Similarly for the browserforthebetter site, it was simply distasteful and could have been done very successfully in a much better way. Microsoft's marketing department really needs to wake up to itself or get lost.

Topic: Browser

About

Chris started his journalistic adventure in 2006 as the Editor of Builder AU after originally joining CBS as a programmer. After a Canadian sojourn, he returned in 2011 as the Editor of TechRepublic Australia, and is now the Australian Editor of ZDNet.

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7 comments
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  • Add it to the list!

    Just add this gutter trash from MS to a growing list that includes "Get the Facts", not providing the promised extras and specials for Vista Ultimate and myriad other ethic breaches!
    anonymous
  • Do what you want

    Ultimately your decision to do either, download a browser or donate to charity shouldn't be tied together.

    If you want to try out a browser, then do it.

    If you want to donate to charity then do it.

    Don't stress about it.
    anonymous
  • Agreed

    Microsoft continues to stink more each day that passes. I can't agree more with you.
    anonymous
  • IE 8

    I have installed IE 8 twice over a period of several months. Both times it created data base access problems with my accounting package
    Reinstallation of IE 7 fixed the problem (with help from other battered & brused users).
    Have accidently included IE8 in the MS updates & - data base access again crippled!
    anonymous
  • IE8 Looks good but limited

    I called it a day for the IE family a while back. While IE8 is technically ok.

    IE8 lacks the ability to run on different platforms such as linux, solaris, BSD, UNIX, Mac etc. IE8 can't even run on the windows 9x family of OS's.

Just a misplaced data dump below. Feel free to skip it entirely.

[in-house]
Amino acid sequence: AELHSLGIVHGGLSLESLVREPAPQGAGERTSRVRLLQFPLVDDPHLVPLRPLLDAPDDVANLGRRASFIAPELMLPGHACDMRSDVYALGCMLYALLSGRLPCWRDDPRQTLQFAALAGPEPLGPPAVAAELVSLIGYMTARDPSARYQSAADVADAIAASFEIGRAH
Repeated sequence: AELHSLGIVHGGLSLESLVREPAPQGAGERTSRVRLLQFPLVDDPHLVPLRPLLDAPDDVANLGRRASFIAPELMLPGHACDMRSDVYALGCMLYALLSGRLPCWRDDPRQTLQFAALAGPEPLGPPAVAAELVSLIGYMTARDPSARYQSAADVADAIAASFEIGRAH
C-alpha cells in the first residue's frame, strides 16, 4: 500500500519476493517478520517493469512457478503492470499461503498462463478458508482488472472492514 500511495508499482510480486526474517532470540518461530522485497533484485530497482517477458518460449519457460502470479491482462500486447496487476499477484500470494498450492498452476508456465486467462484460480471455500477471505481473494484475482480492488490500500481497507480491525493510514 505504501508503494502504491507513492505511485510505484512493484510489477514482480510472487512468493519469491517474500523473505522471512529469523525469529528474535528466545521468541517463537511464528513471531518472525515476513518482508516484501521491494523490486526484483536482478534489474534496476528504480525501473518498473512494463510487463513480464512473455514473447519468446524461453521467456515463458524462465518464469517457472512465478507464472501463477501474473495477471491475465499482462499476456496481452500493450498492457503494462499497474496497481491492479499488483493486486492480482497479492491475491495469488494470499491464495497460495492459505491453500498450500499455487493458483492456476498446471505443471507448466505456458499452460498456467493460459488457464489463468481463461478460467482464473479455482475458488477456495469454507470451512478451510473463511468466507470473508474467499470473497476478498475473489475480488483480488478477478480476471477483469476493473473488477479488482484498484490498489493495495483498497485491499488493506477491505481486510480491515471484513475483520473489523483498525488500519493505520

I find it easier to migrate to different OS if the software is consistent.
    anonymous
  • IE8 so slooooooooooooooow

    I upgraded to test it out, and the whole computer felt like a 286! Now it's not the latest and greatest, but it is adequate and was too sloe with IE8 on board - even when I wasn't using a browser. Bye, bye IE8 - hello FireFox 3.5!
    anonymous
  • Netbooks are for cheap tards

    IE8 is by far the fastest browser I've ever seen released by Microsoft, it is far from slow. IE7 is slow. IE6 can chug. The only thing slow about IE8 is its loadup time, IF you have mods installed.

    IE8 is my favourite browser in the line, however due to a lack of customisability, I will continue using FireFox (despite the fact that FF3 seems to get SLOWER with every f***ing update, and my FF2 is no longer supported) - without NoScript, IE will never win me over.

    As for the OP, I don't see any insulting comments on the tengrand comp, and I'm viewing it on FireFox. Furthermore, how is it an insult, calling Safari "boring"? You have Mac v PC ads DIRECTLY ripping on PCs, and you have a MS competition site recognising your browser and telling you "Hey, this competition is only for people with OUR browser". Cry less.
    anonymous